Oliver Townend and Ballmoral Class were favorited to win the Defender Burghley Horse Trials in the UK. On Sunday, they showed why.
The final phase of the famed 5* event proved that true event horses have to be consistent in all three phases. Of the 32 that came through the final trot up and into the show jumping arena, only six horses jumped without fault.
Tim Price (NZL), who led after dressage with his record-breaking score of 18.7 and maintained his lead, albeit foreshortened, after the cross country, knew that his podium position was vulnerable. Vitali is not the most careful of show jumpers.
And that’s precisely what stadium course demanded on Sunday.
USA’s Boyd Martin, the first rider into the arena for the afternoon session, had two horses within the top ten. On Cue had two fences down but still managed to climb one place to finish 10th overall on 50.6. Tsetserleg dropped three fences and from seventh to ninth in the standings on 49.7.
“It was a bit of a mess,” said Martin. “I had [Tsetserleg] jumping so well outside. We came to the second fence on a half stride and we went straight through it and ploughed through the next one before he regained his composure. It was a disappointment, but at the same time, I’m so proud to be here and to complete Burghley with two top ten places.”
With clear rounds at a premium, careful horses were always going to move up the leaderboard, which is what Harry Meade (GBR) did, climbing into third with a clear on Cavalier Crystal (37.4) and collecting the Embryo Transfer award for the highest placed mare.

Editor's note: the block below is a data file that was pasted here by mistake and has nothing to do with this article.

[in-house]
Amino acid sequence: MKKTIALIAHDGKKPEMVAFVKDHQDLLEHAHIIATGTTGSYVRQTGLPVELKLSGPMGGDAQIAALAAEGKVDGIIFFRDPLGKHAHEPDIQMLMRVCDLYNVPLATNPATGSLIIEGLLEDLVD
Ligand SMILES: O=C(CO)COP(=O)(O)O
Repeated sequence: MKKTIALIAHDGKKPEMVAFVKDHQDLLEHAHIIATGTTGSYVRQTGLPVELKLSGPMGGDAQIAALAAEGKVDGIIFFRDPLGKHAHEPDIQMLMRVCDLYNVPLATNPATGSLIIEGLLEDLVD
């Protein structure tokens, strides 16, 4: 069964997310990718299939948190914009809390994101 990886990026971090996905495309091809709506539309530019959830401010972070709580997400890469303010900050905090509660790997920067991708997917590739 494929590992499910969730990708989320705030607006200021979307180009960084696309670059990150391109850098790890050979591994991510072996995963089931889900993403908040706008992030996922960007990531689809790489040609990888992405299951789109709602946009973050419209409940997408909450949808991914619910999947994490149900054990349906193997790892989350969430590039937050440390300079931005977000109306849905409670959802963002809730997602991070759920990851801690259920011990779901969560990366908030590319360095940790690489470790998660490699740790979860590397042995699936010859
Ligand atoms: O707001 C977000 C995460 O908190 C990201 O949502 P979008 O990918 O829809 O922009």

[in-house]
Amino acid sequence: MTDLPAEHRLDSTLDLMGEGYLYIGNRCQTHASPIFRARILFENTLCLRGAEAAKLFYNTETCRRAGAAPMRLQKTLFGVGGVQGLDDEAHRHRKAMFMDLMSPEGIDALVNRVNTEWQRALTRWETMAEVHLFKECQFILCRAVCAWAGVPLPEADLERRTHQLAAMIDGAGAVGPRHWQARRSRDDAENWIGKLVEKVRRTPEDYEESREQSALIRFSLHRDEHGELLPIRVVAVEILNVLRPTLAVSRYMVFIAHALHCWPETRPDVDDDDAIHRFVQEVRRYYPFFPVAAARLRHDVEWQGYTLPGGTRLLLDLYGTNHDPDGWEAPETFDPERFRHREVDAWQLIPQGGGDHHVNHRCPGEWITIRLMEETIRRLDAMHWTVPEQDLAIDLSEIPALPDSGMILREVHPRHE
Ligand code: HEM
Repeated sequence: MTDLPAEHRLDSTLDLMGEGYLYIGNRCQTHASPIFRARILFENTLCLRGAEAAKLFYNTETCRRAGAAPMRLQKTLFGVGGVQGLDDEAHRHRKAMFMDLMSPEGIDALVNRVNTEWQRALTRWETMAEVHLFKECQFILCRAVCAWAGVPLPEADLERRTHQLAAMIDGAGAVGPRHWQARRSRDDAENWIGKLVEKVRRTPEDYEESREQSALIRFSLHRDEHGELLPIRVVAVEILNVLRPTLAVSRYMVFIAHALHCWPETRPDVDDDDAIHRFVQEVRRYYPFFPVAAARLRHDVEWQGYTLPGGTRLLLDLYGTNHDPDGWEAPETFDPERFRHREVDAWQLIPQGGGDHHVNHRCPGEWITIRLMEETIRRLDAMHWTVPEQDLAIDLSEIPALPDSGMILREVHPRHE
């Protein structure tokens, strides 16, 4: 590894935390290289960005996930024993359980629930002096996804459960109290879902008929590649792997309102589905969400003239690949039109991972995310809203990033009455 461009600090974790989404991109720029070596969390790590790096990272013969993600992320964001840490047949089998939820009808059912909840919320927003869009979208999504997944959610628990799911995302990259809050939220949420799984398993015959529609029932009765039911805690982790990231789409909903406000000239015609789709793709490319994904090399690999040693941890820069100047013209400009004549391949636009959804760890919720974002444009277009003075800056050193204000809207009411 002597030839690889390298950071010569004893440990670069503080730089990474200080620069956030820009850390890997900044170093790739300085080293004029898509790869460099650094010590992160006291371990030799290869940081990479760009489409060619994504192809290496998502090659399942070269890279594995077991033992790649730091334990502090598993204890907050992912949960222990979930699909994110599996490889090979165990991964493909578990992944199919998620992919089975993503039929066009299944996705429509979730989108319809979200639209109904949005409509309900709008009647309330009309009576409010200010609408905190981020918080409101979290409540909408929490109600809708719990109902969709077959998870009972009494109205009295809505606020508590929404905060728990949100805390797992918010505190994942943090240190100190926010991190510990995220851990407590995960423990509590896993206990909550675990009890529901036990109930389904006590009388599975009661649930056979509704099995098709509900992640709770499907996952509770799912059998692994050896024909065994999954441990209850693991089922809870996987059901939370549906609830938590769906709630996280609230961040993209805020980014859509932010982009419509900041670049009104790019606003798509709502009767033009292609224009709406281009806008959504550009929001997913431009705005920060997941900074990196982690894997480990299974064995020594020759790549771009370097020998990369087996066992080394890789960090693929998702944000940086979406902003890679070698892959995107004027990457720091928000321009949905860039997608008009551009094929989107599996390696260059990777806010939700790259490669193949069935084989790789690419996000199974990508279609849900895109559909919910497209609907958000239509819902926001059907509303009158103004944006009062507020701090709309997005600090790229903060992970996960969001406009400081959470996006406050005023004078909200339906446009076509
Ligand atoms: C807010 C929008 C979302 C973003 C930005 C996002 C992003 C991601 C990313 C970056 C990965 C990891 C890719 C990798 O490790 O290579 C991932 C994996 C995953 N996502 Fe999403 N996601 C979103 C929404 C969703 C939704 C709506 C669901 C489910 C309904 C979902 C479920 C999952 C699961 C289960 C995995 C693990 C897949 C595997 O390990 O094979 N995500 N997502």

Countryman David Doel and Galileo Nieuwmoed were the only combination of the week to complete on their dressage score, a feat only nine of 974 combinations have managed in Burghley history, reports EquiRatings. They finished in second place on 33.7 penalties.
“I was disappointed to miss out on the Europeans so it was great to come here and show off how good he really is. He has had three top ten placings in five stars, so now he just has to go out and win one!” said Doel.
Standing second on the overnight leaderboard, Oliver Townend (GBR) and his “horse of a lifetime” Ballaghmor Class entered the arena knowing that Price had less than a fence in hand. The pair were on track to jump clear within the time right up until the final fence, when they brushed the rail and down it came, giving Price a little bit of breathing space.
Alas, it was not enough.
Last to enter the ring, the first fence came down early for Price and Vitali, followed by two more and the pair fell to fourth place (38.7), a disappointing end to his weekend but their dressage test on Friday is likely to remain in the record books for years to come.
Townend, celebrating his seventh five star win, was in tears on the podium.
“I am so proud of Thomas and so proud of the team—they manage the horses so well—they keep on turning up at five star after five star very sound, very fit and with smiles on their faces and producing the results that they do. I cannot do it without them and I cannot thank them enough.
“We’ll be celebrating tonight and it won’t be with tea and biscuits, that’s for sure.”
Ballaghmor Class is the third horse in Burghley history to claim the victory more than once, joining the ranks of Avebury (3 wins, Andrew Nicholson) and Priceless (2, Ginny Elliot), and the 11th horse in eventing history to win three or more five-stars, according to Equiratings.